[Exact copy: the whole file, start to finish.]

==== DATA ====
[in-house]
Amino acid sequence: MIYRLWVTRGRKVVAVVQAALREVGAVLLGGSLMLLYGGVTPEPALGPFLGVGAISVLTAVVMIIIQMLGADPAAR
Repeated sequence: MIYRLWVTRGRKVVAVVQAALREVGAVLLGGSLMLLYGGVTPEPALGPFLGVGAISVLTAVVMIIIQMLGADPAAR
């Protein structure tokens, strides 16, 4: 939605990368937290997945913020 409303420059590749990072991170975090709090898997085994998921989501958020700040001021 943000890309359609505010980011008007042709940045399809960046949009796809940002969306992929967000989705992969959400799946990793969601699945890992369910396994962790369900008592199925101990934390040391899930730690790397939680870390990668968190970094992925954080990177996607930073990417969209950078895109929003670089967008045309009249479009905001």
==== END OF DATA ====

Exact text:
[in-house]
Amino acid sequence: MIYRLWVTRGRKVVAVVQAALREVGAVLLGGSLMLLYGGVTPEPALGPFLGVGAISVLTAVVMIIIQMLGADPAAR
Repeated sequence: MIYRLWVTRGRKVVAVVQAALREVGAVLLGGSLMLLYGGVTPEPALGPFLGVGAISVLTAVVMIIIQMLGADPAAR
């Protein structure tokens, strides 16, 4: 939605990368937290997945913020 409303420059590749990072991170975090709090898997085994998921989501958020700040001021 943000890309359609505010980011008007042709940045399809960046949009796809940002969306992929967000989705992969959400799946990793969601699945890992369910396994962790369900008592199925101990934390040391899930730690790397939680870390990668968190970094992925954080990177996607930073990417969209950078895109929003670089967008045309009249479009905001």